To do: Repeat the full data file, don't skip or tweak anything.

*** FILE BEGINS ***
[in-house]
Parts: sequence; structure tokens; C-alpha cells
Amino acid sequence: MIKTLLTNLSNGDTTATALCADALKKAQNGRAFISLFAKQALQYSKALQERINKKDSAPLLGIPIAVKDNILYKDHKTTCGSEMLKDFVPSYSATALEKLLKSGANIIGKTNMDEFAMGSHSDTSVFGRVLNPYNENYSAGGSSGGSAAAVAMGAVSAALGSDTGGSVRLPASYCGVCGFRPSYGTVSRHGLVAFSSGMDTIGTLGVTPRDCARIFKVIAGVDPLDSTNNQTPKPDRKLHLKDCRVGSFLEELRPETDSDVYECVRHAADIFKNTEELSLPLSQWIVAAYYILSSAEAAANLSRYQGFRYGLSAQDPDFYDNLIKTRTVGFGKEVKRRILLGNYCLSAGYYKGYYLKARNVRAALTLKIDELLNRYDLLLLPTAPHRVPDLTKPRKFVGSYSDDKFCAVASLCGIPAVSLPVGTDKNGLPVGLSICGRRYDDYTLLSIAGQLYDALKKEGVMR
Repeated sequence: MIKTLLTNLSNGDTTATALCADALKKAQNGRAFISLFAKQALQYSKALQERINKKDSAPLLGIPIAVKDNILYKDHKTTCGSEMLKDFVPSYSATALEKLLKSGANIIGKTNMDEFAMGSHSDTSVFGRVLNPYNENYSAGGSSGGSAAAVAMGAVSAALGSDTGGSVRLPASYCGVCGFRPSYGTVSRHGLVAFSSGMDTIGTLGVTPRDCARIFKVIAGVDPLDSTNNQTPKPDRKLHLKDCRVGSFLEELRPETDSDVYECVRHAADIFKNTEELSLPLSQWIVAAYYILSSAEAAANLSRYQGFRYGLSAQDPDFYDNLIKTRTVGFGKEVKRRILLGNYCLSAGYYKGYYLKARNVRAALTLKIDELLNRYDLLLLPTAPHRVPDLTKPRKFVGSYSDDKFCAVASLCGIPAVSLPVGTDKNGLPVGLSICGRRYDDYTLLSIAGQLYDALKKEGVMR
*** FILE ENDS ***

[in-house]
Parts: sequence; structure tokens; C-alpha cells
Amino acid sequence: MIKTLLTNLSNGDTTATALCADALKKAQNGRAFISLFAKQALQYSKALQERINKKDSAPLLGIPIAVKDNILYKDHKTTCGSEMLKDFVPSYSATALEKLLKSGANIIGKTNMDEFAMGSHSDTSVFGRVLNPYNENYSAGGSSGGSAAAVAMGAVSAALGSDTGGSVRLPASYCGVCGFRPSYGTVSRHGLVAFSSGMDTIGTLGVTPRDCARIFKVIAGVDPLDSTNNQTPKPDRKLHLKDCRVGSFLEELRPETDSDVYECVRHAADIFKNTEELSLPLSQWIVAAYYILSSAEAAANLSRYQGFRYGLSAQDPDFYDNLIKTRTVGFGKEVKRRILLGNYCLSAGYYKGYYLKARNVRAALTLKIDELLNRYDLLLLPTAPHRVPDLTKPRKFVGSYSDDKFCAVASLCGIPAVSLPVGTDKNGLPVGLSICGRRYDDYTLLSIAGQLYDALKKEGVMR
Repeated sequence: MIKTLLTNLSNGDTTATALCADALKKAQNGRAFISLFAKQALQYSKALQERINKKDSAPLLGIPIAVKDNILYKDHKTTCGSEMLKDFVPSYSATALEKLLKSGANIIGKTNMDEFAMGSHSDTSVFGRVLNPYNENYSAGGSSGGSAAAVAMGAVSAALGSDTGGSVRLPASYCGVCGFRPSYGTVSRHGLVAFSSGMDTIGTLGVTPRDCARIFKVIAGVDPLDSTNNQTPKPDRKLHLKDCRVGSFLEELRPETDSDVYECVRHAADIFKNTEELSLPLSQWIVAAYYILSSAEAAANLSRYQGFRYGLSAQDPDFYDNLIKTRTVGFGKEVKRRILLGNYCLSAGYYKGYYLKARNVRAALTLKIDELLNRYDLLLLPTAPHRVPDLTKPRKFVGSYSDDKFCAVASLCGIPAVSLPVGTDKNGLPVGLSICGRRYDDYTLLSIAGQLYDALKKEGVMR